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Expert Q&A: Baby Development

An interview with Jeremy F. Shapiro, MD.
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What exciting baby milestones can parents look for during the second half of the year? continued...

At about nine months, separation or stranger anxiety may set in, and babies will look to their parents for reassurance. Usually about this time, they’ll also be uttering their first consonants, usually “da-da-da.” But don’t worry, moms, that’s only because it’s easier to say than “ma-ma-ma.” Your baby knows who you are!

Also at around nine months, babies start picking things up with a modified pincer grasp. Now’s the time to be sure things are baby-proofed because what they pick up usually goes in their mouth.

What baby developments can parents look forward to around their child’s first birthday?

At about a year, maybe some babies will be walking and maybe others will be feeding themselves. The first sense of independence starts to come -- and before too long, you realize they’re ready to move on and head off to college!

They’re all special years, but a baby’s first year is truly magical because of all the developmental milestones he’ll reach. It really is such an incredible time.

What can parents do to help stimulate their baby’s development?

I recommend talking and singing to your baby as much as possible from day one, as it helps stimulate the brain and neurological development. Encourage the laughter when your baby starts laughing and always, always, interact with your child. When your baby is awake, it’s time to bond and play. It’s rewarding for you and helps his development as well.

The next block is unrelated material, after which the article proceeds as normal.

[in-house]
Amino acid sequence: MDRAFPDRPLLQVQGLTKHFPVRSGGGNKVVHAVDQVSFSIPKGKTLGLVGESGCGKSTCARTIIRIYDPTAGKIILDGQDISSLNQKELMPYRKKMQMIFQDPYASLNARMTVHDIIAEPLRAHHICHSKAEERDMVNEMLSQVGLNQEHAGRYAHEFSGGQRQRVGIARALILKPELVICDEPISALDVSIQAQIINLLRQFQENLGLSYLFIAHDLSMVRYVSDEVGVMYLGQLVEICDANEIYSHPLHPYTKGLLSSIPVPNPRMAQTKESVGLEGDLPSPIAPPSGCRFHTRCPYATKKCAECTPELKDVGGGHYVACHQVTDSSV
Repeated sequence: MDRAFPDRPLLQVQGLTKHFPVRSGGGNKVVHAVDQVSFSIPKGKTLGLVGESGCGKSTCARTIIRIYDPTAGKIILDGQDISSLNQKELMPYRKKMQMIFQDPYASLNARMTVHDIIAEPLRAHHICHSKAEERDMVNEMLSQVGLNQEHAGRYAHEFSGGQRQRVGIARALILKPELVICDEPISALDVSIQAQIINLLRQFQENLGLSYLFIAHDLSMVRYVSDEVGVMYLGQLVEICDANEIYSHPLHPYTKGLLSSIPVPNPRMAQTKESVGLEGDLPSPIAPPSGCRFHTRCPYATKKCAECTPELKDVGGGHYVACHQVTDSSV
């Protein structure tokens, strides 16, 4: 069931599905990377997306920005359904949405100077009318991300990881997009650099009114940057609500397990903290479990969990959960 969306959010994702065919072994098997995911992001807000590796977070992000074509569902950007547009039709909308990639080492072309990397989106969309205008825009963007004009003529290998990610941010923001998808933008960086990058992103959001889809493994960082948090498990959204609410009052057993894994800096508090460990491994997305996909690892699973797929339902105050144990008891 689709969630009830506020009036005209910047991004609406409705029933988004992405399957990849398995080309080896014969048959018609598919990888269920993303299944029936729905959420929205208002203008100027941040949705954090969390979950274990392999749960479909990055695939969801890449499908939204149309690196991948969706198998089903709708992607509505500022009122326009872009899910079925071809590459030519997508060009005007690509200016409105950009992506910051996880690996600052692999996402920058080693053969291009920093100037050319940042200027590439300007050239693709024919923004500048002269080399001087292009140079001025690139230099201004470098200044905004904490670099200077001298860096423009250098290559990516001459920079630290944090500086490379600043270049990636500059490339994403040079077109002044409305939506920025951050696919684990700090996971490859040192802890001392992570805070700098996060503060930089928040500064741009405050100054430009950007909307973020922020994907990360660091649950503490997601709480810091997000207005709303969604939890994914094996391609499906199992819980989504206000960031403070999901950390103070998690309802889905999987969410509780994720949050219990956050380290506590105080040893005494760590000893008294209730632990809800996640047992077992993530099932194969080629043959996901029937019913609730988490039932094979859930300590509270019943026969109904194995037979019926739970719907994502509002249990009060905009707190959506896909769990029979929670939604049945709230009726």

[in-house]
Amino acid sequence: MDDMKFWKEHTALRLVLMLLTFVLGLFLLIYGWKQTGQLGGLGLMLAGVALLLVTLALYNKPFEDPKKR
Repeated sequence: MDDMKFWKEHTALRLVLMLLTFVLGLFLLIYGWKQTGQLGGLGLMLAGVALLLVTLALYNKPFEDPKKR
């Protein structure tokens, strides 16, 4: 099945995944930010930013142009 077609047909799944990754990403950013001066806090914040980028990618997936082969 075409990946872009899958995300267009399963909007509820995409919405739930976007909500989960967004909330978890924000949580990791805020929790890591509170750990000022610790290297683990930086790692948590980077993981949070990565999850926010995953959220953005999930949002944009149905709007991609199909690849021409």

That first year is the time when you want to get down on the carpet and lay next to your baby and create that eye contact that only parents can. Let them really see you and get close to you, because there’s nothing better to give reassurance to the baby and to help stimulate overall development.

Also, as they get a bit older, speak directly and simply to babies. Talk as if you’re actually hoping to convey something in your words. Even if your baby doesn’t know the words, she’ll understand the tone and melody in your speech, which will help her translate what is being said as she gets older.

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